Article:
John Lynn is the Founder of the HealthcareScene.com blog network which currently consists of 10 blogs containing over 8000 articles with John having written over 4000 of the articles himself. These EMR and Healthcare IT related articles have been viewed over 16 million times. John also manages Healthcare IT Central and Healthcare IT Today, the leading career Health IT job board and blog. John is co-founder of InfluentialNetworks.com and Physia.com. John is highly involved in social media, and in addition to his blogs can also be found on Twitter: @techguy and @ehrandhit and LinkedIn.

Following on the extremely successful New Media Meetups we’ve held at HIMSS, we decided to do a similar New Media Meetup at MGMA 2011. This time I decided to join up with the great people at HITECH Answers to put the meetup together. Plus, Free EHR vendor, Mitochon Systems, has graciously offered to sponsor the event along with providing the food and drinks.

In case, you’ve missed the previous New Media Meetups we’ve done, this is an event for anyone that participates in new media, is interested in new media, reads new media or just likes hanging out with a bunch of cool people. Yes, that pretty much means that everyone is welcome. Just don’t be surprised if you see people taking pictures and tweeting while at the event.

There’s no specific agenda for the event. Just great networking with interesting people. So, come enjoy some food, drinks and connect with interesting colleagues.

Here are the details for the event:
When: Tuesday, Oct. 25 from 5 – 7 pm
Where: Suite 2169 at Hilton Hotel (right next to Conv Ctr)
RSVP:
Fill out the form embedded below so we know how many to expect:

Or Complete this form to RSVP

About Mitochon Systems
Mitochon’s mEMR system is the first, free, fully certified EHR system. Mitochon uses a free, ad-supported model. Ads are displayed within the workflow of the application. The Mitochon mEMR system, designed by physicians for physicians, is intuitive and easy to install. Most customers are up and running in one day. Mitochon Systems was founded in 2006 by André Vovan, MD, MBA, FCCM, the director of a critical care department at a large California hospital. Information: 877-817-0902 or http://mitochonsystems.com/.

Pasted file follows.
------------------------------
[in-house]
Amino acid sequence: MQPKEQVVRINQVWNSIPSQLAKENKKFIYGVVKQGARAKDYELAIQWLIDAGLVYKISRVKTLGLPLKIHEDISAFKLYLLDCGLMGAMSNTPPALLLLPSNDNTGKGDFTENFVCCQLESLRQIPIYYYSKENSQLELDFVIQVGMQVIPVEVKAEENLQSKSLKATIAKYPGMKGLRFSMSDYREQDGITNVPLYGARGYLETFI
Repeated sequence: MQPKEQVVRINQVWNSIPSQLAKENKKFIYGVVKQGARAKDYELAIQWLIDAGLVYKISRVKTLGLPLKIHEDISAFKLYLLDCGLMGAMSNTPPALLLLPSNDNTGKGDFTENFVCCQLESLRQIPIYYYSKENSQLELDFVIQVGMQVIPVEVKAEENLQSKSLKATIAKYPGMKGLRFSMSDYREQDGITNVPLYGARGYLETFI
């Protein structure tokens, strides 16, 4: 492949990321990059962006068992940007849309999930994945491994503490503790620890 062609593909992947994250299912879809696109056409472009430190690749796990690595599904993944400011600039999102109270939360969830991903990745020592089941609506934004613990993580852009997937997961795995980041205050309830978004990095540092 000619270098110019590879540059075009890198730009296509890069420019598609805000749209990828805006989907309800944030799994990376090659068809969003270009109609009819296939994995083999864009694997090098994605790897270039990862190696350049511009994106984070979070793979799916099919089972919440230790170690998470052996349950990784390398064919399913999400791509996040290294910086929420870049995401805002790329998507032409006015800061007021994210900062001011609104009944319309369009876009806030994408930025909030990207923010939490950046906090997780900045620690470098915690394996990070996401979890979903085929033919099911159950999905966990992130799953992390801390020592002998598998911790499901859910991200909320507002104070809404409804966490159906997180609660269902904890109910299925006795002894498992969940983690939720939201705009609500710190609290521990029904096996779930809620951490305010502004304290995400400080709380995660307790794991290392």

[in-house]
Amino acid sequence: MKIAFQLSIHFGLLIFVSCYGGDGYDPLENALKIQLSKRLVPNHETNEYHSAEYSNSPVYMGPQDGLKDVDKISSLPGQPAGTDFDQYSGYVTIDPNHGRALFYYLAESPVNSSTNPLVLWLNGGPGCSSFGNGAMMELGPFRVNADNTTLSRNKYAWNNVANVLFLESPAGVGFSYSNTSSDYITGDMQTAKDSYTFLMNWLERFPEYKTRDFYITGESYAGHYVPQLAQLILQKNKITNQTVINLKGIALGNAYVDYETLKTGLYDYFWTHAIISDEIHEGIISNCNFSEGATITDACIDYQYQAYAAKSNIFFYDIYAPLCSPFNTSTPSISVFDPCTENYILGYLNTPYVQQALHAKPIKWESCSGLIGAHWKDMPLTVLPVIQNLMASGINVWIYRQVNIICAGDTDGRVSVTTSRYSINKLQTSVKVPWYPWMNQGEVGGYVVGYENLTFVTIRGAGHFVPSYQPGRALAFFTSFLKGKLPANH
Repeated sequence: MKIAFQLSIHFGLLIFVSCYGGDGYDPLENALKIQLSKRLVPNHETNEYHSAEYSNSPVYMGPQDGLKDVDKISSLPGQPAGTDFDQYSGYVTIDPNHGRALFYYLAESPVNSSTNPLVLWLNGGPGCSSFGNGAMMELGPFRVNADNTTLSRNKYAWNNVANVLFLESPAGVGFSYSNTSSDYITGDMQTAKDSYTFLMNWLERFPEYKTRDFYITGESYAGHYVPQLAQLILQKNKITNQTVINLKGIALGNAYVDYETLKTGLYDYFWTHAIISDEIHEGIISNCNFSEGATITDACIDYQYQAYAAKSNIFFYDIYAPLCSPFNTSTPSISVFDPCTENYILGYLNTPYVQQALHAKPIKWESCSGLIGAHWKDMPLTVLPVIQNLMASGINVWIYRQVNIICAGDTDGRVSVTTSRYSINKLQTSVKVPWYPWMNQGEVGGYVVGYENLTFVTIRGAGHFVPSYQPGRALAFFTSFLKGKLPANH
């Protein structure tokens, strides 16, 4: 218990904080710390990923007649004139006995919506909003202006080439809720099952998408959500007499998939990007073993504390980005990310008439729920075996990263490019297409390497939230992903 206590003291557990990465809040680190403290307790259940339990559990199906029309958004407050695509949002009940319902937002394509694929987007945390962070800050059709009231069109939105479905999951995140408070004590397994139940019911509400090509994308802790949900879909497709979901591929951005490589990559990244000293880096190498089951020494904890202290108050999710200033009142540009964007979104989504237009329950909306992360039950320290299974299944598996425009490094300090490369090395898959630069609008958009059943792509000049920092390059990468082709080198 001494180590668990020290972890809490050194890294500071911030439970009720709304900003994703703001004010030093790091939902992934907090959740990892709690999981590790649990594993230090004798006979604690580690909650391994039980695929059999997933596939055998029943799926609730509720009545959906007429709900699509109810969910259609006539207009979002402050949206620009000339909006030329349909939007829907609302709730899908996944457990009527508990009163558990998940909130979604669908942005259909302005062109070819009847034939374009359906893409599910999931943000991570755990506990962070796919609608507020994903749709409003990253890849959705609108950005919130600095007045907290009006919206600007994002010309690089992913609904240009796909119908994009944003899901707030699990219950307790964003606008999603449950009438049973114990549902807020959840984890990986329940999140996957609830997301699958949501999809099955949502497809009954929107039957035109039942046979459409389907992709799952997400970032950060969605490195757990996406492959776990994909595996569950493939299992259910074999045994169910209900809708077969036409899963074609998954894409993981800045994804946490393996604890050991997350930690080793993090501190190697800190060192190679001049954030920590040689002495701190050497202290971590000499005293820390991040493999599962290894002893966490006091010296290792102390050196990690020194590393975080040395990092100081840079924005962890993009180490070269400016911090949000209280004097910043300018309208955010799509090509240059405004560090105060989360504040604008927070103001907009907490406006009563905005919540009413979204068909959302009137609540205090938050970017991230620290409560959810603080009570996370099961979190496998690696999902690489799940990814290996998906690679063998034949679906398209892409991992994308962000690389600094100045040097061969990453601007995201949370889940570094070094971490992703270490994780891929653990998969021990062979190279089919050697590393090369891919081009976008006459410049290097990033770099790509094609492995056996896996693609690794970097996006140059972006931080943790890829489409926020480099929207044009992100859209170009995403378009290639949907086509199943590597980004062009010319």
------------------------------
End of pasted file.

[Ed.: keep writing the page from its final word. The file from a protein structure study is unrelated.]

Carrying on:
Event hosted by HITECH Answers and HealthcareScene.com

EMR and Meaningful Use Books

Posted on July 27, 2011 I Written By

John Lynn is the Founder of the HealthcareScene.com blog network which currently consists of 10 blogs containing over 8000 articles with John having written over 4000 of the articles himself. These EMR and Healthcare IT related articles have been viewed over 16 million times. John also manages Healthcare IT Central and Healthcare IT Today, the leading career Health IT job board and blog. John is co-founder of InfluentialNetworks.com and Physia.com. John is highly involved in social media, and in addition to his blogs can also be found on Twitter: @techguy and @ehrandhit and LinkedIn.

I must admit that I’m not much of a book guy. Especially since there’s so much free information available on the internet about just about any subject you could want. However, I’ve been quite intrigued by the number of healthcare IT related books that I’ve seen coming out of late. Here’s a quick roundup of some of the ones I’ve seen.

Getting to Meaningful Use and Beyond: A Guide for IT Staff in Health Care by Fred Trotter and David Uhlman – I’ve been a big fan of Fred Trotter for a while. So, I’m glad he’s working on this book. Turns out the book isn’t even published, but in Fred Trotter open source style fashion, the book is available for free online right now. Of course, they’re hoping you’ll provide feedback.

The HITECH Act Made Easy: A Simple Guide to the Federal EHR Incentive Programs – I had this book sent to me. It’s a short book which I think is good. It tries to tackle not only the details of the Medicaid and Medicare stimulus program, but also has a number of sections on EHR selection and implementation as well. I love it’s question format where many of the chapters are a question and the chapter offers the answer.

Health Information Exchange Formation Guide: The Authoritative Guide for Planning and Forming an HIE in Your State, Region or Community – I haven’t really had a chance to dig into this book yet. It’s brought to you by HIMSS. It’s a pretty thick book which I think describes well the challenge that is forming an HIE. Without reading the book, I’m a little torn just by the subtitle of the book, “The Authoritative Guide for Planning and Forming an HIE in your State, Region or Community.” I guess it’s hard for me to imagine it being the “authoritative guide” when I think we’re still trying to figure out the right HIE business model. I don’t think we’ve found it yet. I guess I should read the book to find out.